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Review

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The Systemic Pro-Inflammatory Response in Sepsis

de Jong H.K.a · van der Poll T.a, b · Wiersinga W.J.a, b

Author affiliations

aCenter for Molecular Medicine and bDepartment of Internal Medicine, Academic Medical Centre, University of Amsterdam, Amsterdam, The Netherlands

Corresponding Author

Dr. Willem Joost Wiersinga

Department of Internal Medicine

Academic Medical Centre, University of Amsterdam

Room G2-132, Meibergdreef 9, NL–1105 AZ Amsterdam (The Netherlands)

Tel. +31 20 566 9111, Fax +31 20 697 7192, E-Mail w.j.wiersinga@amc.uva.nl

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J Innate Immun 2010;2:422–430

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Abstract

The systemic inflammatory response syndrome (SIRS) is the predominantly cytokine-mediated, pro-inflammatory response of the host to invading pathogens and is considered the hallmark sign of sepsis. Molecular components of this response can be divided into cytokines, plasma cascades and acute phase proteins while the predominant cellular components are leukocytes and the endothelium. High-throughput genetic profiling studies have led to increased insights into leukocyte regulation during sepsis. New players in the pro-inflammatory cytokine network include interleukin-17, high-mobility group box-1 protein, macrophage migration inhibitory factor, the myeloid-related proteins Mrp8 and Mrp14, and soluble triggering receptor expressed on myeloid cells-1. Activation of coagulation with concurrent downregulation of anticoagulant systems and fibrinolysis are almost universally present in septic patients with SIRS. Increasing evidence points to an extensive cross-talk between inflammation and coagulation, in which the protease-activated cell receptors play an important role. Sepsis causes excessive activation of the complement system in which C5a plays a key part. Further dissection of the role of host-pathogen interactions, the cytokine network, the coagulation cascade, the complement system and their multidirectional interactions in sepsis will pave the way for new treatment targets that can modify the excessive and collective activation of all these systems.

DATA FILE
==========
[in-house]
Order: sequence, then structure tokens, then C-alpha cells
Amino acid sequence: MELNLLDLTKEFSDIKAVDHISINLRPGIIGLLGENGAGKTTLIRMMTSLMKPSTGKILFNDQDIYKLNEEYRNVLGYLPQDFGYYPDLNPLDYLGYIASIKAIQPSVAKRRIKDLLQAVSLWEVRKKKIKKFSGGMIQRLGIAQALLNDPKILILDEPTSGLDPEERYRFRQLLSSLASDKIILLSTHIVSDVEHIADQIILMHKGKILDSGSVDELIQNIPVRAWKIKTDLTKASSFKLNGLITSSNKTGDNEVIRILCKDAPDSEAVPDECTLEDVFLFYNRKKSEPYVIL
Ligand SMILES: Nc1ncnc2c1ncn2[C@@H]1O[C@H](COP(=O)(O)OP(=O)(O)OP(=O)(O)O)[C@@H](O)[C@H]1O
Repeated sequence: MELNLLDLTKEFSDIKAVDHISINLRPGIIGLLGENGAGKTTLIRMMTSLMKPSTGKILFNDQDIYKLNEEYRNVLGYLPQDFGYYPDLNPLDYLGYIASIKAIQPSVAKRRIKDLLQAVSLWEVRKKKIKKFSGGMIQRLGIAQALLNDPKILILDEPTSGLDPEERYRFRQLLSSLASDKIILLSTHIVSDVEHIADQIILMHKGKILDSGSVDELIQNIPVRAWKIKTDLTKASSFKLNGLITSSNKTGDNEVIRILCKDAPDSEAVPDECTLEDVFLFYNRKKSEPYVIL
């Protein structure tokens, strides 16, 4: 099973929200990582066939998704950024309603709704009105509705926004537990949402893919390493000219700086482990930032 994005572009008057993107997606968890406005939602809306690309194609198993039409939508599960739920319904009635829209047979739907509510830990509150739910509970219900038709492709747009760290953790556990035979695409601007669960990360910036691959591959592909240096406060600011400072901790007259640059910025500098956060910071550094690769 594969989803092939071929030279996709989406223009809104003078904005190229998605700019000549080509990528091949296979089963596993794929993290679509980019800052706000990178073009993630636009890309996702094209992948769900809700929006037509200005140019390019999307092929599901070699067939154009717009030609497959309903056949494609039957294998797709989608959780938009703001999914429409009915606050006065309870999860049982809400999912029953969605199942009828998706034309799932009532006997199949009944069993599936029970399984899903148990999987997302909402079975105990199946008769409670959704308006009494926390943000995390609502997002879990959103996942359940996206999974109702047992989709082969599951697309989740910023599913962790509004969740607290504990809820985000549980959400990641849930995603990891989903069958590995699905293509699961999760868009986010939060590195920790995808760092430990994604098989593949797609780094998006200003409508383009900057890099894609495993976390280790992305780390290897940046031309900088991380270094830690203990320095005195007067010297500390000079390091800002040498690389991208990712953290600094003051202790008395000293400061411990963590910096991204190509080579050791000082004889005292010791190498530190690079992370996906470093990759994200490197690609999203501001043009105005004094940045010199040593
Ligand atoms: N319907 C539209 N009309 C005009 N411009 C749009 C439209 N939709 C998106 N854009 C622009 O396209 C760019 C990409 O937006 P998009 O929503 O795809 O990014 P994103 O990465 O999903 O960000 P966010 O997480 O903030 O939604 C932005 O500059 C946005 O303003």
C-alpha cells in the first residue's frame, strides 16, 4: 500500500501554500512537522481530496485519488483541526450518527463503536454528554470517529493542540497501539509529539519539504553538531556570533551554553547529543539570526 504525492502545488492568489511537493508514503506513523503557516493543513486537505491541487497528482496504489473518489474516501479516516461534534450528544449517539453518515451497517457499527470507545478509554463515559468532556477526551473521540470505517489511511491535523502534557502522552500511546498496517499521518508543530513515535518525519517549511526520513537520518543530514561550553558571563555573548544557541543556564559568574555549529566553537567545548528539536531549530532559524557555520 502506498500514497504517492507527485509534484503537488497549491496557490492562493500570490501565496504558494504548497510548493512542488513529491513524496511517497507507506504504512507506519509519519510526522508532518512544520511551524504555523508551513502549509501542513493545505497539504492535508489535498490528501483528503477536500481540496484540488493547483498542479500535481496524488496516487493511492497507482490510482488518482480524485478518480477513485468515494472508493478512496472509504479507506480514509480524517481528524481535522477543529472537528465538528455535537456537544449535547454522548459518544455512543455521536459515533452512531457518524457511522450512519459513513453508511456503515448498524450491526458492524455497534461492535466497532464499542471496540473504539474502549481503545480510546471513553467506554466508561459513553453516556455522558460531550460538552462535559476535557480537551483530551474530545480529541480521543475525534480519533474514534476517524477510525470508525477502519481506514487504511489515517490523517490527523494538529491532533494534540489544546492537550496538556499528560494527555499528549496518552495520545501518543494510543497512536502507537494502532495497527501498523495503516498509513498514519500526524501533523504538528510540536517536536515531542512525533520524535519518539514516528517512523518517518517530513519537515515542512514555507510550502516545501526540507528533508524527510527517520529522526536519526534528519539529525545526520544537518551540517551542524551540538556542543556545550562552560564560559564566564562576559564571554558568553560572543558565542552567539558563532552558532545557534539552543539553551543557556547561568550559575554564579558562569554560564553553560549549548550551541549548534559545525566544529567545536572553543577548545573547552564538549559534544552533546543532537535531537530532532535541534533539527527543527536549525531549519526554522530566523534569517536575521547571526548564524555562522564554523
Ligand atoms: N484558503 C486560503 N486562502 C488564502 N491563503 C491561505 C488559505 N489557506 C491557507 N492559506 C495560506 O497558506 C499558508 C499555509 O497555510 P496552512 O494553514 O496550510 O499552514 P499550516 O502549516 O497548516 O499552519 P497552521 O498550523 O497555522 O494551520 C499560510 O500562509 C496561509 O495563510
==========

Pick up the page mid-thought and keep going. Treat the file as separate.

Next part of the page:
© 2010 S. Karger AG, Basel


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Article / Publication Details

First-Page Preview
Abstract of Review

Received: February 22, 2010
Accepted: April 05, 2010
Published online: June 08, 2010
Issue release date: August 2010

Number of Print Pages: 9
Number of Figures: 2
Number of Tables: 0

ISSN: 1662-811X (Print)
eISSN: 1662-8128 (Online)

For additional information: https://www.karger.com/JIN


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